ARTS

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January 23, 2007

Faith Healer’s excellent showmanship gives audience the razzle dazzle

While the Chopin Theatre in Wicker Park is a limited space, director Mikhael Tara Garver of Uma Productions has made the most of it and then some in her production of Brian Friel’s Faith Healer. Instead of entering through the theater, the audience is led by crew members through a back alley to the cramped basement, just as you would to attend the services of a real Irish faith healer. That introduction makes the makeshift stage and seating all the more authentic, and if you can ignore the Chicago hipster audience, it sets the mood for the play perfectly.

Faith Healer is a classic of contemporary theater and has recently been brought back into the spotlight by a successful Broadway revival starring Ralph Fiennes and Cherry Jones. Garver has given the play a fantastic, remarkably professional production that belies its humble venue. While the set is used effectively, Garver’s greatest accomplishment comes from making full use of her actors potential.

The play, a series of four monologues delivered by three characters, is masterful particularly for the interaction and contrast between the characters takes on the events and for the emotions which all three discuss. What Frank (Chris Hainsworth) says about his relationship with his mistress Grace (Danica Ivanicek) or his manager Teddy (James Joseph) may not be what Grace or Teddy believes. We hear stories of Grace being barren, of Teddy’s career managing dogs before Frank, of Frank’s struggles with his parents, and of the highs and lows in Frank’s success in faith healing. The same stories become constantly updated and put into a larger perspective with each passing monologue. In fact, the monologues mesh so well that they give a better understanding of the characters and narrative than a dialogue-based play could provide.

Although Frank is the title character and the only one with two monologues, the stars of the performances have to be Ivanicek and Jospeh. Frank’s introductory monologue does not imply the instability that Ivanicek immediately insinuates, and we see her struggle, and ultimately fail, to talk her way out of her trapped relationship with Frank. Her performance is a remarkable display of femininity, repression, and neurosis, and Ivanicek can change the meaning of a line with the slightest twitch of her face. Joseph, meanwhile, displays remarkably convincing Cockney showmanship, providing a comical element that does not at all seem shallow when dealing with the tragedies the play unfolds.

Hainsworth’s performance does not compare to those of the rest of the cast. However, though it is not nearly as perfect, as an actor he clearly understands his character and maintains a cool confidence crucial to Frank’s character. Although we can see how he could easily acquire someone’s trust, it’s also clear that we are not quite sure of his motivations. In his first monologue, this seems to violate his main strength as a character; how could anyone trust a man who has such a sinister side?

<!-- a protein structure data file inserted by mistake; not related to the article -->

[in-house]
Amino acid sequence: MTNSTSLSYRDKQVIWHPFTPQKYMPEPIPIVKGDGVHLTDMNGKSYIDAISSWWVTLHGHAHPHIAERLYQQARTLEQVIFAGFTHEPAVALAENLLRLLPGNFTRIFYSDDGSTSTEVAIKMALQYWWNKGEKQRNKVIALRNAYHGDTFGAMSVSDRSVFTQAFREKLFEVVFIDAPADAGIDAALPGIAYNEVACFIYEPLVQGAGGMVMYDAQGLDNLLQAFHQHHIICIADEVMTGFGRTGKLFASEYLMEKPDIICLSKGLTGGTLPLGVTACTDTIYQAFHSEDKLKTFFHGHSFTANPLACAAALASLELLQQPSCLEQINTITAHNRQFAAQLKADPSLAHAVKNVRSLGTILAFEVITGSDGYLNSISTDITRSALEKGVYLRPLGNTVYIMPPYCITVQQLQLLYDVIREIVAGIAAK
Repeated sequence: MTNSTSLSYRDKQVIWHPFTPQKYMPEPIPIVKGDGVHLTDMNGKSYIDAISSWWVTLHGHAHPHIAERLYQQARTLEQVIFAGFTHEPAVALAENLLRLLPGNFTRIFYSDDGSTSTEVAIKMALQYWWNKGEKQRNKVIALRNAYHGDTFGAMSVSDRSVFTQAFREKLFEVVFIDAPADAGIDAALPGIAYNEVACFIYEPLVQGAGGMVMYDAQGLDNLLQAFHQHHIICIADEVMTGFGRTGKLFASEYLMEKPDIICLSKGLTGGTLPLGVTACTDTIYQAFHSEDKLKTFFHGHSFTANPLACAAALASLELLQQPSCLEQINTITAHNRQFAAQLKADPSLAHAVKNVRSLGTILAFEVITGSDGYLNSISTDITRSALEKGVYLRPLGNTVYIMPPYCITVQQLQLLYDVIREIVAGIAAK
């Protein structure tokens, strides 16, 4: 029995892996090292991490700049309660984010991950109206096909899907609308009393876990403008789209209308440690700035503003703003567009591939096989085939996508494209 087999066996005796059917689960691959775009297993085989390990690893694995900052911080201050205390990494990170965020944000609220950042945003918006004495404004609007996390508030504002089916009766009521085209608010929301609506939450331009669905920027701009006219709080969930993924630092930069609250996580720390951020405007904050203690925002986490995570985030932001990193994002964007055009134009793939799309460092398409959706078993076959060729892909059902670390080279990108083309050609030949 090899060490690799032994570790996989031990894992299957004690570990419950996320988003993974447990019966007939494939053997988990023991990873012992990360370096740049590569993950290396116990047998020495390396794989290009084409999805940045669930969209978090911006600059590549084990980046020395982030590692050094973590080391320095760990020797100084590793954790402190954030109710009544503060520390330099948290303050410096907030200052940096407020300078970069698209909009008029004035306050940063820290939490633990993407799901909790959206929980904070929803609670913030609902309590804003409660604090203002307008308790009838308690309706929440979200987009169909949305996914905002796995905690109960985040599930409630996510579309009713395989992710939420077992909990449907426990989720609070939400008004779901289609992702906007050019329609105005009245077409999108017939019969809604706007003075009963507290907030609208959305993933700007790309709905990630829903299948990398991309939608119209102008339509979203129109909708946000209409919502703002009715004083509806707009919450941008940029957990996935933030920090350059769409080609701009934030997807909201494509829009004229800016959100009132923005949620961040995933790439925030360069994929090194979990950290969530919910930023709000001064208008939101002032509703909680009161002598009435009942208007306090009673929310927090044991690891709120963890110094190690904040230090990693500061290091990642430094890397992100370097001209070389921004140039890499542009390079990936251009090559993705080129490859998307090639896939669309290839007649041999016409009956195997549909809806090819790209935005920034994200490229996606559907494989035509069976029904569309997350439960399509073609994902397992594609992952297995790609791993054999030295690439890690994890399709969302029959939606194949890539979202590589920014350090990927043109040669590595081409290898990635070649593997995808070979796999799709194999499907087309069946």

Of course, Frank is not trying to heal us; he is talking about his life, which leads to another great strength of Faith Healer. We are faced with a man who is discussing his life with remarkable clarity, and we immediately accept this relationship with the character. By the second act, however, the circumstances of his presentation become murkier and even a bit supernatural. When Frank delivers his final monologue, it concludes as a message from beyond the grave. This deception, while not really a secret, makes Faith Healer one of the most creatively structured plays of the last century, maintaining a subtlety possible only in theater.

The play’s writing is so crisp and immediate that even the most casual theatergoer can appreciate it, and considering how strong the performances are in a largely actor-driven play, Uma Production’s Faith Healer is already one of the highlights of the winter season of Chicago theater. That such an exceptional production can come in such a small space from an unheralded theater company is a perfect example of the unique, bottom-up nature of Chicago’s vibrant theater scene. While Broadway in Chicago is experiencing unprecedented levels of success, it would be a shame if the large Loop productions eroded one of America’s most inspiring artistic business models. Even so, if Uma keeps putting out productions like this one, not even Wicked can prevent it from becoming one of Chicago’s elite theaters.